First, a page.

Fiennes, who turns 40 at the end of the year, was born in Suffolk County, England, the eldest of six kids. His father, Mark, was a farmer turned photographer; his mother, Jini, who died not long after the release of Fiennes's breakout film, Schindler's List, was a poet and novelist who wrote under the pseudonym Jennifer Lash.

Fiennes first thought he wanted to be an artist, and studied at the Chelsea College of Art & Design. But he soon realized his real love was acting, and he switched gears, appearing in productions mounted by the National Theatre, as well as in New Shakespeare Company productions. In 1988, he joined the Royal Shakespeare Company, an experience he says entrenched in him a deep-seated love of dramatic language.

It was several years, though, before he became a household name. In the early 1990s, Fiennes was still a little-known British stage actor. Then, in 1993, Steven Spielberg picked him to play the sadistic Nazi commandant, Amon Goeth, of the Plaszow labour camp near Krakow, Poland. His chilling portrayal in Schindler's List -- which earned him an Oscar nod -- drew raves from critics and audiences alike.

Fiennes cemented his place in superstardom the following year when he made an equally impressive appearance in Robert Redford's Quiz Show as Charles Van Doren, the Columbia University English prof at the heart of a scandal on the 1950s NBC game show, Twenty-One.

Those roles, and others, including a turn as a burn victim in the film version of Michael Ondaatje's The English Patient, proved, as a writeup on the actor in Current Biography notes, that Fiennes could "capture the dark side of heroic characters and the tortured humanity of villains." His next role, as a murderous psychopath in the film Red Dragon, will no doubt only confirm that notion.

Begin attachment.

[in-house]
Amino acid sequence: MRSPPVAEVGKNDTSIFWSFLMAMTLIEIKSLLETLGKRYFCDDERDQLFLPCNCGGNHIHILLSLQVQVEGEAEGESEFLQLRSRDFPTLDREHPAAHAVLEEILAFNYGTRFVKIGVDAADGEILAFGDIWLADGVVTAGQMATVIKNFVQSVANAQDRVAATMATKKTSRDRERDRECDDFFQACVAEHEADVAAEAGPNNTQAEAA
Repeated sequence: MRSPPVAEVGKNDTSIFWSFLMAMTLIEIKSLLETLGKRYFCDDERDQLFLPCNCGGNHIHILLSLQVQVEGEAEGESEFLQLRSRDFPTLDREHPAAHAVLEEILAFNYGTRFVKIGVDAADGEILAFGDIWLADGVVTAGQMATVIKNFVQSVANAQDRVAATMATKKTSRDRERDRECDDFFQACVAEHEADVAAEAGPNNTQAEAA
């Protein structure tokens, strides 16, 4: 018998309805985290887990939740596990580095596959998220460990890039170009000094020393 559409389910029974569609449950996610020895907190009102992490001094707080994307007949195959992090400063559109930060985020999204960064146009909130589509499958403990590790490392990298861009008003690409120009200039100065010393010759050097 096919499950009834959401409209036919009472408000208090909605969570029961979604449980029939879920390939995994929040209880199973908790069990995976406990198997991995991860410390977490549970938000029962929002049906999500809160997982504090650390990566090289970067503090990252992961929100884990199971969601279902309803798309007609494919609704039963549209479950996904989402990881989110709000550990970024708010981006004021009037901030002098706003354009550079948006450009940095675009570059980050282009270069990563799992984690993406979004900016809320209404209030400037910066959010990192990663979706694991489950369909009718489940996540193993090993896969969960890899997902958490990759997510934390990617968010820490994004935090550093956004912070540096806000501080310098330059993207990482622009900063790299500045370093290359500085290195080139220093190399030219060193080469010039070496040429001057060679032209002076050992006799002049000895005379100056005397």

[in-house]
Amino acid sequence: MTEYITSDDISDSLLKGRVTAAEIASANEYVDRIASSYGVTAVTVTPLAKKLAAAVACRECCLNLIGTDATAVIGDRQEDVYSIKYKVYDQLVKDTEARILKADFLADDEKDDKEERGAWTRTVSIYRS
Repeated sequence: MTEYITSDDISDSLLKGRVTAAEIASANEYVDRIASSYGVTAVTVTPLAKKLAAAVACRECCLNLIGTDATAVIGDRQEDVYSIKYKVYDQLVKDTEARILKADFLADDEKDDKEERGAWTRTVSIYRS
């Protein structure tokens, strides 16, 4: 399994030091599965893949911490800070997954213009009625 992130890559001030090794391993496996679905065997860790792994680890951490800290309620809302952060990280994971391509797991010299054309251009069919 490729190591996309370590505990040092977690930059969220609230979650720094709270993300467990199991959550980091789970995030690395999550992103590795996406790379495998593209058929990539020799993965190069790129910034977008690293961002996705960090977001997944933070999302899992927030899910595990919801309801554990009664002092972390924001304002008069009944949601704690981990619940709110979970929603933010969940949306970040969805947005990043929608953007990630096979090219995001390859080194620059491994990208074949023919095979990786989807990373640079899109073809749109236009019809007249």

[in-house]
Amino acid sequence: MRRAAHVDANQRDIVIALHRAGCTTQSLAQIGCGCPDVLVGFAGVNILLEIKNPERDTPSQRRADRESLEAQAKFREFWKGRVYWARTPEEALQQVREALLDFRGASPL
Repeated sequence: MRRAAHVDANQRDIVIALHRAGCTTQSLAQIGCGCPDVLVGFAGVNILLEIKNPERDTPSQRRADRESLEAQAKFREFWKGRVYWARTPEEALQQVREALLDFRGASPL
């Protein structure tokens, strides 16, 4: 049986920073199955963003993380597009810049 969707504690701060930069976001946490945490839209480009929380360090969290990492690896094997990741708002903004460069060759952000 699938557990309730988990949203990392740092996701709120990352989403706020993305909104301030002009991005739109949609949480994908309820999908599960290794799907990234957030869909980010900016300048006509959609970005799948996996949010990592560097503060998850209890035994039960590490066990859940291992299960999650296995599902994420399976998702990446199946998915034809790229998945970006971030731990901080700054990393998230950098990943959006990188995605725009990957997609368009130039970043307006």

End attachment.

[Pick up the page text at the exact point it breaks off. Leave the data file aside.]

Divorced from his first wife, the British actress Alex Kingston (of NBC hospital drama ER), Fiennes is now in a relationship with actress Francesca Annis (18 years his senior). Although he works almost non-stop, he's currently enjoying a brief break between jobs, and says he's trying to relax and regroup.

"I'm not doing anything at the moment, and it's kind of nice," says the soft-spoken star. "I'm at home [in London], doing publicity for this movie and for Red Dragon. I'm starting a play in London at the end of October, which I'm quite excited about."

Fiennes just wrapped in July a romantic comedy shot in New York called Maid in Manhattan with Jennifer Lopez. That film was made as Lopez's marriage collapsed, and the press hinted that Fiennes and Lopez were romantically linked -- rumours that Fiennes dismissed as nonsense.

In early October, Red Dragon, based on Thomas Harris's 1981 novel, which first introduced the serial killer Hannibal Lecter, will be released in theatres. In that movie, Fiennes plays the heinous Francis Dollarhyde, a.k.a. the Tooth Fairy, who murders whole families. He co-stars with Edward Norton and Anthony Hopkins.

When he was approached to take on the role, Fiennes said he almost turned it down. "When I was first handed the screenplay of Red Dragon, I was very skeptical that I'd want to be in it," he recalls. "I could see a lot of actors might want to do it, but I just didn't think it would be for me. Then I read the novel, and it was a great read. And I saw the part they wanted me to do would be a juicy role. So I took it."

The actor says he has no guidelines when choosing what work to accept or reject -- that it comes down to whether he feels he will get to be a key element in the drama.

"I chose Red Dragon because it was fascinating, and I knew I'd be in the middle of the story, that I'd get to work with some brilliant actors," he says. "Plus," he adds with a demonic grin, "I get to jump on Philip Seymour Hoffman and chew his face." Then he reverts back to his usual, sedate self. "I love what I do," he says. "I've always had a love of language, dramatic language. . . . At one point in my life I wanted to be a painter, but I realized I don't want to be on the outside, designing. I want to be in the thick of things that are being designed."